Arnold Stott Smith (1895-1917)
Arnold Stott Smith was the son of Lewis Stott Smith and Susan Smith, of Lindley. Huddersfield.
The Smith family lived at on Lidget Street at the very centre of the village. Lewis Stott Smith had been born in Lindley in about 1852 and married Susan Riley, a Lindley girl, in 1874. A boy, Ernest, was born in 1881. Agnes Emma, was born disabled in 1886.
Annie was in Bradford, where Lewis may have been working, in about 1889. Their next two children were born in Paddock and Arnold, born 10 July 1895, was christened at All Saints, Paddock, in September 1895. Arnold's first school was the nearby church school.
Lewis may have moved for work: in the parish register of 1895 he was said to be a "smith". In 1901 and in 1911 he was a stonemason. Both are skilled trades that are wanted almost everywhere and Lewis may have been moving to secure better wages and conditions or perhaps, housing. Returning to Huddersfield at the end of the century may have been for family reasons: in 1901 his widowed mother-in-law, Emma Riley, a "Retired Inn Keeper" lived with the Smiths at 49 Hill Top, Paddock.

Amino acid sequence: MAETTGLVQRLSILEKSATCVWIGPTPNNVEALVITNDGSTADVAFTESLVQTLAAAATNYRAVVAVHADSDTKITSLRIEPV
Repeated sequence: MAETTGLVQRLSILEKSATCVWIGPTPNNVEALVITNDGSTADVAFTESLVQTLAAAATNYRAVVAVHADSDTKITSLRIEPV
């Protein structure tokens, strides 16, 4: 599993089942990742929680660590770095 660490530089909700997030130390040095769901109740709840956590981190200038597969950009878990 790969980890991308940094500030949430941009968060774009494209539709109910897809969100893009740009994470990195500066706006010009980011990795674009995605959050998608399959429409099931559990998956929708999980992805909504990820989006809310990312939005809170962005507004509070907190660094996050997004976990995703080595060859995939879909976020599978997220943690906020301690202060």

In 1902 they moved to Lindley. For Arnold, it meant a change of school: he joined the church school on Holly Bank Road and on 30 March 1902, was enrolled in the Zion Chapel Sunday School on Lidget Street.
The Smith's lived at 48a Lidget Street — in the alleyway alongside the Saddle public house. The house had been owned by Lewis's parents and was now owned by him, as was the shop at the front, no 48. His sister, Margaret Royston the widow of a builder (who may have employed Lewis) owned other houses in the block
Mother-in-law had passed away in 1908 but no. 48a was very small even for their reduced needs: it had only three rooms so presumably Arnold, at 15, slept in the downstairs kitchen-cum-living room, while Annie, 22 and Emily, 13, shared one of the two bedrooms. The family circumstances had always been difficult and they had lost four of the eight children Susan had borne. But 48a was the house where Lewis has lived in his teens.
Arnold's much older brother, Ernest, was a professional soldier who became a regimental sergeant major, would have been away in the army by 1902, as he is said by the family to have fought in the Second Boer War (1899-1902). He subsequently served in the First World War and survived